It is irrational to expect large error-free spreadsheets.
Panko (2013)
Despite being staggeringly error prone, spreadsheets are a highly flexible programming environment.
Abreu, et al (2015)
The untested spreadsheet is as dangerous and untrustworthy as an untested program.
Price (2006)
The issue is not whether there is an error but how many errors there are and how serious they are.
Panko (2007)
Errors in spreadsheets are as ubiquitous as spreadsheets themselves.
Colbenz (2005)
Despite overwhelming and unanimous evidence... companies have continued to ignore spreadsheet error risks.
Panko (2014)
Studies have shown that there is a high incidence of errors in spreadsheets.
Csernoch & Biro (2013)
Spreadsheets are easy to use and very hard to check.
Chen & Chan (2000)
Spreadsheets are often hard, if not impossible, to understand.
Mireault & Gresham (2015)
Spreadsheet errors are still the rule rather than the exception.
Nixon & O'Hara (2010)
Spreadsheets are dangerous to their authors and others.
Durusau & Hunting (2015)
Spreadsheet shortcomings can significantly hamper an organization's business operation.
Reschenhofer & Matthes (2015)
Spreadsheets are more fault-prone than other software.
Kulesz & Ostberg (2013)
Spreadsheets... pose a greater threat to your business than almost anything you can imagine.
Howard (2005)
Your spreadsheets may be disasters in the making.
Caulkins, Morrison, & Weidemann (2006)
Spreadsheet development must embrace extensive testing in order to be taken seriously as a profession.
Bock (2016)
Spreadsheets contain errors at an alarmingly high rate.
Abraham, et al (2005)
A significant proportion of spreadsheets have severe quality problems.
Ayalew (2007)
A lot of decisions are being made on the basis of some bad numbers.
Ross (1996)
The software that end users are creating... is riddled with errors.
Burnett & Myers (2014)
Programmers exhibit unwarranted confidence in the correctness of their spreadsheets.
Krishna, et al (2001)
Most large spreadsheets have dozens or even hundreds of errors.
Panko & Ordway (2005)
Never assume a spreadsheet is right, even your own.
Raffensperger (2001)
It is now widely accepted that errors in spreadsheets are both common and potentially dangerous.
Nixon & O'Hara (2010)
Spreadsheet errors are pervasive, stubborn, ubiquitous and complex.
Irons (2003)
Spreadsheets are extraordinarily and unacceptably prone to error.
Dunn (2010)
The results given by spreadsheets are often just wrong.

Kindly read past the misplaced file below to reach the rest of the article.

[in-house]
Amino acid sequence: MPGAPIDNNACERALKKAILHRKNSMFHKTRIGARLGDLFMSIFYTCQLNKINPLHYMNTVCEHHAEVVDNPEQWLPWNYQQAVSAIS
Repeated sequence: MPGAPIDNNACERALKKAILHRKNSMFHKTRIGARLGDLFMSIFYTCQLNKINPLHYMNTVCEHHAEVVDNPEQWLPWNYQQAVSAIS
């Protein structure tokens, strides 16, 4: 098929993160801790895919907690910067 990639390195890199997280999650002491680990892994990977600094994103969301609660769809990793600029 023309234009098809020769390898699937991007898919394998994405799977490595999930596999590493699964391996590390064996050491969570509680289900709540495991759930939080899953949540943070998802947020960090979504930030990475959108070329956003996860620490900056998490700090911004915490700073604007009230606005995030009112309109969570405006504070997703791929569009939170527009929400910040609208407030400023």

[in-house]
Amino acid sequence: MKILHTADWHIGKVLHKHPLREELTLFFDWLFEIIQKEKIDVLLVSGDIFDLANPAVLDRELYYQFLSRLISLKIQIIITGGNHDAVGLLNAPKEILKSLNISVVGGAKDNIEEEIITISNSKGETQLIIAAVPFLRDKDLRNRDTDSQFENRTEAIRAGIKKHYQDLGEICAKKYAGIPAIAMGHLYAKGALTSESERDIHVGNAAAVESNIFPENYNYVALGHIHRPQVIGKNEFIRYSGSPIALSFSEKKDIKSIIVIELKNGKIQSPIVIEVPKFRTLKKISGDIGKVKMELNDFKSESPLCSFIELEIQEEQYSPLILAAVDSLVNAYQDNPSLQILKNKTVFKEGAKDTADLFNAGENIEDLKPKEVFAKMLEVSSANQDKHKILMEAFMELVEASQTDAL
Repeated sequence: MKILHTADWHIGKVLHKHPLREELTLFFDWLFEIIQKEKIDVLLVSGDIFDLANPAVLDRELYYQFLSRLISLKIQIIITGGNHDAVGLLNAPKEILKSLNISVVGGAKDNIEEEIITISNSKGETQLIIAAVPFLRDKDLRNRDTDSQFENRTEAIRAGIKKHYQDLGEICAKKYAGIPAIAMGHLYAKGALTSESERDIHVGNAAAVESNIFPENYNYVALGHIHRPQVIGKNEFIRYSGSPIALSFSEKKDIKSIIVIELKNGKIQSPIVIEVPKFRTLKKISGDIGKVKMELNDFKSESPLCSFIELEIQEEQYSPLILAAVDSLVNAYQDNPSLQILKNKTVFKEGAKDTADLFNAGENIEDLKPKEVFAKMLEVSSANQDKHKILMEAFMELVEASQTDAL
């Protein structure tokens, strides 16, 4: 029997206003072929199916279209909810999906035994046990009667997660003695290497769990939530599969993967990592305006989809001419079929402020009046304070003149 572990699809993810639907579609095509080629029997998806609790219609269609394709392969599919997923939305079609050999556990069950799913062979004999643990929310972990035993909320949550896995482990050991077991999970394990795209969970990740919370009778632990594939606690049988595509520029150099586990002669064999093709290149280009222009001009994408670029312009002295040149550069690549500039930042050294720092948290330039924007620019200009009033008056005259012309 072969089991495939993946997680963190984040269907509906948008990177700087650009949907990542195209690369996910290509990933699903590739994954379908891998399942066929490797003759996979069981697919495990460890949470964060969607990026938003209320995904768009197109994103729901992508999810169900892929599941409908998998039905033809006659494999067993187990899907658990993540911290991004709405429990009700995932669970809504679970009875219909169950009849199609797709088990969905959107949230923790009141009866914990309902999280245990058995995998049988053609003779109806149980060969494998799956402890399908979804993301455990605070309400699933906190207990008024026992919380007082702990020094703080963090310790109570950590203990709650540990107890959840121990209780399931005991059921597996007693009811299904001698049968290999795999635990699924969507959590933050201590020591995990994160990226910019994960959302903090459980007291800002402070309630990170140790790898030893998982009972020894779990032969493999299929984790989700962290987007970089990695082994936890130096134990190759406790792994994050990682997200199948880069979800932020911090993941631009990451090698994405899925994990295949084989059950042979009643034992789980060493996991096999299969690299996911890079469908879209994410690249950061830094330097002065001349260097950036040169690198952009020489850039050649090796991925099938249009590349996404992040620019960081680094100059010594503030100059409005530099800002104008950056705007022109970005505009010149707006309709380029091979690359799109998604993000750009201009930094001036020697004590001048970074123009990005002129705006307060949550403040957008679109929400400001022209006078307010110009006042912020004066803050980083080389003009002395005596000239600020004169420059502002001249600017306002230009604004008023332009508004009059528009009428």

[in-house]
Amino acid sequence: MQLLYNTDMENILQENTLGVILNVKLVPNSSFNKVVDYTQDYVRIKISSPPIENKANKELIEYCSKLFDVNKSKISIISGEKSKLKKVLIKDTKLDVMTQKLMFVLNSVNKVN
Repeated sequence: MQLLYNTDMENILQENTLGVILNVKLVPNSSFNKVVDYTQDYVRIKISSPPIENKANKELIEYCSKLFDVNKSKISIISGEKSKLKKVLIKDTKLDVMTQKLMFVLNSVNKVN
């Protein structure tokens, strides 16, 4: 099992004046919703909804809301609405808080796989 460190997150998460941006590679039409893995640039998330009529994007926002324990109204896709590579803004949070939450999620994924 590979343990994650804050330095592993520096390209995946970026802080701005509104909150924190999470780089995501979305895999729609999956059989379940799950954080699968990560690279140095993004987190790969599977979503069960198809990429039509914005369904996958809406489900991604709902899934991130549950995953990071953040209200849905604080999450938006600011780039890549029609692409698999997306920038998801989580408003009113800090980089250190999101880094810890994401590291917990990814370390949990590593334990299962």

Sajaniemi (1998)
Spreadsheets are the most popular live programming environments, but they are also notoriously fault-prone.
Hermans & van der Storm (2015)
Spreadsheets are commonly used and commonly flawed.
Caulkins, Morrison, & Weidemann (2008)
...few incidents of spreadsheet errors are made public and these are usually not revealed by choice.
Kruck & Sheetz (2001)
Most executives do not really check or verify the accuracy or validity of [their] spreadsheets...
Teo & Tan (1999)
Spreadsheets are alarmingly error-prone to write.
Paine (2001)
Untested spreadsheets are riddled with errors.
Miller (2005)
Spreadsheet errors... a great, often unrecognised, risk to corporate decision making & financial integrity.
Chadwick (2002)
1% of all formulas in operational spreadsheets are in error.
Powell, Baker, & Lawson (2009)
The quality and reliability of spreadsheets is known to be poor.
Bishop & McDaid (2007)
Spreadsheets have a notoriously high number of faults.
Rust, et al (2006)
60% of large companies feel 'Spreadsheet Hell' describes their reliance on spreadsheets.
Murphy (2007)
Every study that has looked for errors has found them... in considerable abundance.
Panko & Halverson (1996)
94% of the 88 spreadsheets audited in 7 studies have contained errors.
Panko (2008)
Even obvious, elementary errors in very simple, clearly documented spreadsheets are... difficult to find.
Galletta, et al (1993)
Errors in spreadsheets... result in incorrect decisions being made and significant losses incurred.
Beaman, et al (2005)
Research on spreadsheet errors is substantial, compelling, and unanimous.
Panko (2015)
Overconfidence is one of the most substantial causes of spreadsheet errors.
Sakal, et al (2015)
Spreadsheets are notoriously error-prone.
Cunha, et al (2011)
People tend to believe their spreadsheets are more accurate than they really are.
Caulkins, Morrison, & Weidemann (2006)
Every study, without exception, has found error rates much higher than organizations would wish to tolerate.
Panko (1999)
Spreadsheet errors have resulted in huge financial losses.
Abraham & Erwig (2007)
Developing an error-free spreadsheet has been a problem since the beginning of end-user computing.
Mireault (2015)
Spreadsheets can be viewed as a highly flexible programming environment for end users.
Abreu, et al (2015)
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